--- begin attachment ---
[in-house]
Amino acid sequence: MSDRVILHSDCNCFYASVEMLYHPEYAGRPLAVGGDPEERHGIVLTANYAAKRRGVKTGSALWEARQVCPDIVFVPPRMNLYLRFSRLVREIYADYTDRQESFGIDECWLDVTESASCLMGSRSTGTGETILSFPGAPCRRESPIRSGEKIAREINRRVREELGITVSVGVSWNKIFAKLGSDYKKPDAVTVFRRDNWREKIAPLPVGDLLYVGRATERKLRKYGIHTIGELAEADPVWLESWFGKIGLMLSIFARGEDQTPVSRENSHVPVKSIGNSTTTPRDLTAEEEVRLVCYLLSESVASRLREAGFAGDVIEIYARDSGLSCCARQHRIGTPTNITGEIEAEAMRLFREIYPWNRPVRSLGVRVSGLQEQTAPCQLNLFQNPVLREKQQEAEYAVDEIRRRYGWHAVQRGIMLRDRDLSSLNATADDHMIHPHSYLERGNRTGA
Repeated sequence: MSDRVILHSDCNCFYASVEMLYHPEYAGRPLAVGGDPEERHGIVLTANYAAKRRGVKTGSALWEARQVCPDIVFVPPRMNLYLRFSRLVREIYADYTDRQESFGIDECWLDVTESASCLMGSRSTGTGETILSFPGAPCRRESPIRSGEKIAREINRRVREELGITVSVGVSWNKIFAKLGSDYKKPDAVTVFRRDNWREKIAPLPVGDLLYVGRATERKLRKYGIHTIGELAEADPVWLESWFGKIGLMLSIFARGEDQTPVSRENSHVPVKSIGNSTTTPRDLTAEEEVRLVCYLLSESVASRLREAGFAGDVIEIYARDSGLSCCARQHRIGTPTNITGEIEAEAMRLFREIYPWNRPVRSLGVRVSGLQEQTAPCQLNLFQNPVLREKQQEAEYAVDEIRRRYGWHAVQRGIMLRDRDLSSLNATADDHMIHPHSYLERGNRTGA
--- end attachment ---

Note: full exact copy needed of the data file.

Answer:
[in-house]
Amino acid sequence: MSDRVILHSDCNCFYASVEMLYHPEYAGRPLAVGGDPEERHGIVLTANYAAKRRGVKTGSALWEARQVCPDIVFVPPRMNLYLRFSRLVREIYADYTDRQESFGIDECWLDVTESASCLMGSRSTGTGETILSFPGAPCRRESPIRSGEKIAREINRRVREELGITVSVGVSWNKIFAKLGSDYKKPDAVTVFRRDNWREKIAPLPVGDLLYVGRATERKLRKYGIHTIGELAEADPVWLESWFGKIGLMLSIFARGEDQTPVSRENSHVPVKSIGNSTTTPRDLTAEEEVRLVCYLLSESVASRLREAGFAGDVIEIYARDSGLSCCARQHRIGTPTNITGEIEAEAMRLFREIYPWNRPVRSLGVRVSGLQEQTAPCQLNLFQNPVLREKQQEAEYAVDEIRRRYGWHAVQRGIMLRDRDLSSLNATADDHMIHPHSYLERGNRTGA
Repeated sequence: MSDRVILHSDCNCFYASVEMLYHPEYAGRPLAVGGDPEERHGIVLTANYAAKRRGVKTGSALWEARQVCPDIVFVPPRMNLYLRFSRLVREIYADYTDRQESFGIDECWLDVTESASCLMGSRSTGTGETILSFPGAPCRRESPIRSGEKIAREINRRVREELGITVSVGVSWNKIFAKLGSDYKKPDAVTVFRRDNWREKIAPLPVGDLLYVGRATERKLRKYGIHTIGELAEADPVWLESWFGKIGLMLSIFARGEDQTPVSRENSHVPVKSIGNSTTTPRDLTAEEEVRLVCYLLSESVASRLREAGFAGDVIEIYARDSGLSCCARQHRIGTPTNITGEIEAEAMRLFREIYPWNRPVRSLGVRVSGLQEQTAPCQLNLFQNPVLREKQQEAEYAVDEIRRRYGWHAVQRGIMLRDRDLSSLNATADDHMIHPHSYLERGNRTGA